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Challenges in Learning

Nine problems we want to talk about

January 31, 2019

Learning Technologies 2019 will be a festival of solutions. But what's actually important is solving problems. This is a list of important challenges with learning at big companies we’ve encountered. We don’t have all the answers. But we do think that magpie - as a proposition that combines expert curation and AI-powered recommendations - can play a role in solving them by generating better engagement with learning and clean, useful analytics. If you want to talk about any of them then consider coming to see us at D10.

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#1 - “Digital transformation - AI, automation, big data - is changing my industry and my people need new skills to stay relevant”

LinkedIn research shows the most in-demand “hard” skills are domains like cloud computing, artificial intelligence and analytical reasoning. But as computers get smarter, certain human skills like creativity, persuasion, collaboration, adaptability and time management are becoming equally, if not more, important. Delivering these skills to our organisations, at all levels, is a huge challenge: it’s probably the most important task we face in L&D.

Further reading:

#2 - “Our people don’t have enough time to spare for learning - we don’t have a learning culture"

High performing organisations are also “learning organisations” with collaborative cultures and a mindset that enables experimentation and growth. Yet many of us work in organisations where initiatives seem to founder because people don’t have the time to learn or learning isn’t valued. The challenge is understanding when and how learning at our organisations actually happens. For example, magpie engagement data reveals a “peak learning” day of the week at each customer. There are also underutilised opportunities for certain types of learning, like helpful articles on the morning commute or reflective videos in the evening. People find the time if you fit your approach to the type of learning opportunity and mood.

Further reading:

#3 - “We’re paying a lot of money for content libraries we don’t rate and staff don’t use”

Most firms spend hundreds of thousands or even millions on libraries for third party content. Typically they’ve been bought in by different L&D staff over a number of years. Evidence of the usage, enjoyment and impact of these assets is limited and distrusted but the price is high. Like others, we’ve found that the use of paid-for libraries in magpie is tiny in comparison to internal content and curated content. The challenge is to get consistent data so you can make robust, defensible decisions about what to keep and what to lose.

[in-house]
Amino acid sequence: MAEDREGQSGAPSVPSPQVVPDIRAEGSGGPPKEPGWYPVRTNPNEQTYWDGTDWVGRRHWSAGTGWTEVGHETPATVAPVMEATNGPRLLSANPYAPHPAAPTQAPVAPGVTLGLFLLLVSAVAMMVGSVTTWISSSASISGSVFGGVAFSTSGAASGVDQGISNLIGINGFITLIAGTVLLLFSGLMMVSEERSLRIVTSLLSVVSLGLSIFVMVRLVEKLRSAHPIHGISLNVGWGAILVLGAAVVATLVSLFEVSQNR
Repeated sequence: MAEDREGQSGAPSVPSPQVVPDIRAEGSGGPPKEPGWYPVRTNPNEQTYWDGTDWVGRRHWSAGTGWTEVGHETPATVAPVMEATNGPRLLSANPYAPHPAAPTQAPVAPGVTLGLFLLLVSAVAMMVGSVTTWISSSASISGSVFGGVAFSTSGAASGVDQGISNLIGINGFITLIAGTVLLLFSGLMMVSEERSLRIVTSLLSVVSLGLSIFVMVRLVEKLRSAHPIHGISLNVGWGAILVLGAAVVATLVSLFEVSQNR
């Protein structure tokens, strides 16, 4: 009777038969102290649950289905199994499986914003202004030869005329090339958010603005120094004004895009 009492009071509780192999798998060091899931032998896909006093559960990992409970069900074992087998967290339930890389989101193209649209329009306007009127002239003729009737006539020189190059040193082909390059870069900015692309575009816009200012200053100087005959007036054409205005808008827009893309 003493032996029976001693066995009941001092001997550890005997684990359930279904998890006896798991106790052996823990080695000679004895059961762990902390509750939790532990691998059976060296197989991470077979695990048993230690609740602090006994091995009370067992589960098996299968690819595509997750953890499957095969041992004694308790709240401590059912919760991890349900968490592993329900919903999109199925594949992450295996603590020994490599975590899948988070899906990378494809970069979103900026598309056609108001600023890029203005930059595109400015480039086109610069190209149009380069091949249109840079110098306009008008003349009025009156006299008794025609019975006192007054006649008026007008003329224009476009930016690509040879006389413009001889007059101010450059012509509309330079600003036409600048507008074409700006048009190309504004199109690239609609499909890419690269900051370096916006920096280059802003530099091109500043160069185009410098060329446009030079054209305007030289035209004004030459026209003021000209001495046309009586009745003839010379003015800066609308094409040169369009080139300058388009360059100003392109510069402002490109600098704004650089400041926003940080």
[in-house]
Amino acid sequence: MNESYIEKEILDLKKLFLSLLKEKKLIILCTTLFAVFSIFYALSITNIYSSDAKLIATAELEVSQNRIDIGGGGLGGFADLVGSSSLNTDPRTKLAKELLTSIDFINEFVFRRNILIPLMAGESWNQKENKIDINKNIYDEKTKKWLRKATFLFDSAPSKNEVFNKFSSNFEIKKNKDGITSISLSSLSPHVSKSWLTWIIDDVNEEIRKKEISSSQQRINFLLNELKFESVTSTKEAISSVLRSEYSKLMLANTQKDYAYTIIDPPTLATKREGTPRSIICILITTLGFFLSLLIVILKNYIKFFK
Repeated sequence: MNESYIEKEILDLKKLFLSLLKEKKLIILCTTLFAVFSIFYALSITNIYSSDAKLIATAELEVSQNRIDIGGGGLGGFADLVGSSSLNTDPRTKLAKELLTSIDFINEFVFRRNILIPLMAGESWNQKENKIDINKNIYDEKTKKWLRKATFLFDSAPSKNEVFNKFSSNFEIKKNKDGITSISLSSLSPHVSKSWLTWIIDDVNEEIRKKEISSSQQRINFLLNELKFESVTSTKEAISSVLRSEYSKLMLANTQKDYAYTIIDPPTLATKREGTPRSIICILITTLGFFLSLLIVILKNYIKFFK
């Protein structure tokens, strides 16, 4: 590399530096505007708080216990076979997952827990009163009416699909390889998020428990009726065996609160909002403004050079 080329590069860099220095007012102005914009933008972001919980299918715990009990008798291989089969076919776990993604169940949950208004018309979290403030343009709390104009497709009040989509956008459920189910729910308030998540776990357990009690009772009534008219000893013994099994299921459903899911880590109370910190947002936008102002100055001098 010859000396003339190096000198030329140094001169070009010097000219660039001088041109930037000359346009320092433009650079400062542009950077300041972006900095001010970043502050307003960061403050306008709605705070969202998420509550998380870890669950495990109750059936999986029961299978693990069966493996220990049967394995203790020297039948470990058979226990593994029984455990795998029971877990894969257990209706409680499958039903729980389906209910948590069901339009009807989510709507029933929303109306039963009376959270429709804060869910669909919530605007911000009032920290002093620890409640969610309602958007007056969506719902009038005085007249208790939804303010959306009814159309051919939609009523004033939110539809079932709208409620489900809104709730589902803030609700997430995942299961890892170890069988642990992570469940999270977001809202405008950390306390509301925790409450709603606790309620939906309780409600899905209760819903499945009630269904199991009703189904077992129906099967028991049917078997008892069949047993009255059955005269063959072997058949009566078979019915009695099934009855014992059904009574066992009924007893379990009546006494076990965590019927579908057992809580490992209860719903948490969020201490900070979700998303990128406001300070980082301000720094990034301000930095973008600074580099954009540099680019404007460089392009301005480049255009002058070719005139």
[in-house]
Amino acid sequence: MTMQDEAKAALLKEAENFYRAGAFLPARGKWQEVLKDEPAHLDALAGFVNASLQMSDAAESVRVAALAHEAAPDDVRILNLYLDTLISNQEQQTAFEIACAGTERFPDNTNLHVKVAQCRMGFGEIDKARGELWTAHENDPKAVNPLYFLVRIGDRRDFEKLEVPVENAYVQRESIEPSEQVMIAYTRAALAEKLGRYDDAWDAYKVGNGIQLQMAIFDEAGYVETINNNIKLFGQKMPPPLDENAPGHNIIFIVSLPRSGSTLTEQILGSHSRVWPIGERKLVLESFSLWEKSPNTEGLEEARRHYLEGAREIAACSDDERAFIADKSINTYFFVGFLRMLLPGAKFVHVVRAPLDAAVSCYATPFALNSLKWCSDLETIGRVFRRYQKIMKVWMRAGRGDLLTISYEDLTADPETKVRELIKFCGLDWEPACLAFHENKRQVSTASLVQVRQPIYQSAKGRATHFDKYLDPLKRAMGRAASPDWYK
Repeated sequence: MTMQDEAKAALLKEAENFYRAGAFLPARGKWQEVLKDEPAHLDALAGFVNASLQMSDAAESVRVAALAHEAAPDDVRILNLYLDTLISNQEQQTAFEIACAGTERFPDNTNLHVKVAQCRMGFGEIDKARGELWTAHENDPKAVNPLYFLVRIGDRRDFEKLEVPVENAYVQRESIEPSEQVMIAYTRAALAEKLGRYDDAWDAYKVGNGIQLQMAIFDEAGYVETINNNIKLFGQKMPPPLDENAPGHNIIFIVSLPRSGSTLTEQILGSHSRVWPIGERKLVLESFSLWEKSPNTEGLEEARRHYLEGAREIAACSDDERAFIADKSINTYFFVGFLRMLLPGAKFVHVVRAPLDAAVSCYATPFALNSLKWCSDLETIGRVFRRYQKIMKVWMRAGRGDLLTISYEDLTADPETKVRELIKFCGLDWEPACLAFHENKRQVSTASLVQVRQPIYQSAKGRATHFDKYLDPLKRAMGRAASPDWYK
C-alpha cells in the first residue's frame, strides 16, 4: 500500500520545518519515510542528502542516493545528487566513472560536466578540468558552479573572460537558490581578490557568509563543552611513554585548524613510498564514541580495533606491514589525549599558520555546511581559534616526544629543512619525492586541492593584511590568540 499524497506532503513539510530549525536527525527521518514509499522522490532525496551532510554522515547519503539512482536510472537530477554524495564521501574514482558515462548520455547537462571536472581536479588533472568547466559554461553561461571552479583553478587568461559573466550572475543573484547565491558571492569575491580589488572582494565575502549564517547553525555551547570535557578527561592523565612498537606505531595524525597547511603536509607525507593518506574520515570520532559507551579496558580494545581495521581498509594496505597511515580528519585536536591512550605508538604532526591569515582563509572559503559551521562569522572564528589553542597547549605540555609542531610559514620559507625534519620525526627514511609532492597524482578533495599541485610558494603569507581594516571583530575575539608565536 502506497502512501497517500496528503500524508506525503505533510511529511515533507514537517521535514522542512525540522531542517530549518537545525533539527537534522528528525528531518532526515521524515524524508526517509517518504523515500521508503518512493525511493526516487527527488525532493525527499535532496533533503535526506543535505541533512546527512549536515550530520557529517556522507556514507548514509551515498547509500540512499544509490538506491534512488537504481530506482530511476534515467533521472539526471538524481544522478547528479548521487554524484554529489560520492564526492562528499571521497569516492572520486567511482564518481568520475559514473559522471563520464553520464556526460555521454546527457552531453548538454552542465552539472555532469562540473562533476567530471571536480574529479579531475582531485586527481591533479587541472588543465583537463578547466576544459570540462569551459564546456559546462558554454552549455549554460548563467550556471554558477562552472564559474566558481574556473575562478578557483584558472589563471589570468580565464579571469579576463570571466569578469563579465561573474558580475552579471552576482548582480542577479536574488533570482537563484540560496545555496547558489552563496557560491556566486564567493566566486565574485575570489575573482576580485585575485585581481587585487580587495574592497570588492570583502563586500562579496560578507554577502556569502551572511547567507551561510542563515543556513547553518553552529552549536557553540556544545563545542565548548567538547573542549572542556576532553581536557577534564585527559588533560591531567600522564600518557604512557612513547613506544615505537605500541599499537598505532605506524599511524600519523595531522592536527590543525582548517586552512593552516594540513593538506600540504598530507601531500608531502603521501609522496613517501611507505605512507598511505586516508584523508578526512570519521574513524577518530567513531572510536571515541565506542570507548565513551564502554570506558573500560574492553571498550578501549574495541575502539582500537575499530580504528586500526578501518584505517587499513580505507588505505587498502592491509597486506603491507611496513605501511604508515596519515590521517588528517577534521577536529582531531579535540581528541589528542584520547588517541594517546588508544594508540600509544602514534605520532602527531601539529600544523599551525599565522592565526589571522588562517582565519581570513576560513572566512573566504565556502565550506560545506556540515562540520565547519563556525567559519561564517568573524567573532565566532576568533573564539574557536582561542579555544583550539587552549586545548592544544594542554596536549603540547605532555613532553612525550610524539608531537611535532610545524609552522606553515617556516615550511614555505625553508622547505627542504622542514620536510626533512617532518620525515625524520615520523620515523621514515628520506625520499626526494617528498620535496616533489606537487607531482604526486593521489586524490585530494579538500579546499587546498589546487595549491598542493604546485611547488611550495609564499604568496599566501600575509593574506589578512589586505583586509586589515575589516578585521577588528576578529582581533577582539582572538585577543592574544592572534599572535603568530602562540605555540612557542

Further reading:

#4“- I want my staff to have some tangible first-hand experience of new technologies like AI”

The demand for skills is being driven by the growing role of artificial intelligence in the economy. L&D, like everyone else, now has to get on top of basic concepts in statistics, logic, mathematics, data science and machine learning. Getting hands on with a new AI technology is the best way to give teams direct experience of these concepts.

Further reading:

#5 - “We’re sitting on a mine of valuable internal content but it never sees the light of day because it’s not tagged properly”

The intuitive sense that an organisation’s most useful resources are buried within its own systems has been proven by clients using magpie. We see twice the level of engagement with internally branded content over externally curated material when placed alongside each other. The challenge is now to identify the best of those resources and tag them so your people can find them.

Further reading:

#6 -“Our staff want quality, curated content from the web to freshen up our offering”

The major challenge to the conventions of corporate learning has been the rise of quality consumer-oriented providers like TED, twinned with the ease of using Google or YouTube. For human skills like creativity and adaptability, the content we produce or buy can no longer compete with the attractiveness and depth of the best free content. But there’s also a lot of junk. The answer to this is curation, and L&D’s big challenge is to develop robust and scalable content curation processes.

Further reading:

#7 - “There are too many platforms at work - we’re all suffering from platform fatigue”

The average workplace now has 22 learning technologies and engagement with them is often low. All those unused licenses for platforms and tools are a waste of money. So is the only solution yet another platform or can learning technology be integrated with the existing tools that people already use for work?

Further reading:

#8 - “I have bad data and a lack of insight about learning needs, preferences and behaviours at my organisation”

We often hear from L&D that “we have no data” or “our data isn’t useful”. It’s also true that L&D is not data literate enough to extract useful insights from messy data (Towards Maturity found that 51% of L&D professionals “say they cannot use data effectively due to L&D lacking in-house data skills”). The challenge is both to generate cleaner data on learning needs and to learn how to make sense of the data we already have.

Further reading:

#9 - “We have a skills gap but all the resources go into hiring, not skills development”

It can be difficult to make the argument that reskilling is really worth it. But the evidence is incontrovertible. The World Economic Forum finds that “in the US alone, with an overall investment of US$4.7 billion, the private sector could reskill 25% of all workers in disrupted jobs with a positive cost benefit balance”. For an inspiring story of reskilling, just listen to Siemens USA CEO Barbara Humpton. L&D’s challenge is to defend our core value proposition.

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